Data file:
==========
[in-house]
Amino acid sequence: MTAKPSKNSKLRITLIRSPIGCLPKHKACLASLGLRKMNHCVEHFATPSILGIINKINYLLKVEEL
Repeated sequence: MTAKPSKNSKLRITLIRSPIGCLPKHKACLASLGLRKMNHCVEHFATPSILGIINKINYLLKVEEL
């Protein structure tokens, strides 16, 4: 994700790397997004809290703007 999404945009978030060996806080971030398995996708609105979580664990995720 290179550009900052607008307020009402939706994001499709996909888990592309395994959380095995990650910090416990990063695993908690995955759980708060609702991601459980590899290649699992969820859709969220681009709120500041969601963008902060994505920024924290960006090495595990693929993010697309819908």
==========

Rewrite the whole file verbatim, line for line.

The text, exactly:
[in-house]
Amino acid sequence: MTAKPSKNSKLRITLIRSPIGCLPKHKACLASLGLRKMNHCVEHFATPSILGIINKINYLLKVEEL
Repeated sequence: MTAKPSKNSKLRITLIRSPIGCLPKHKACLASLGLRKMNHCVEHFATPSILGIINKINYLLKVEEL
């Protein structure tokens, strides 16, 4: 994700790397997004809290703007 999404945009978030060996806080971030398995996708609105979580664990995720 290179550009900052607008307020009402939706994001499709996909888990592309395994959380095995990650910090416990990063695993908690995955759980708060609702991601459980590899290649699992969820859709969220681009709120500041969601963008902060994505920024924290960006090495595990693929993010697309819908």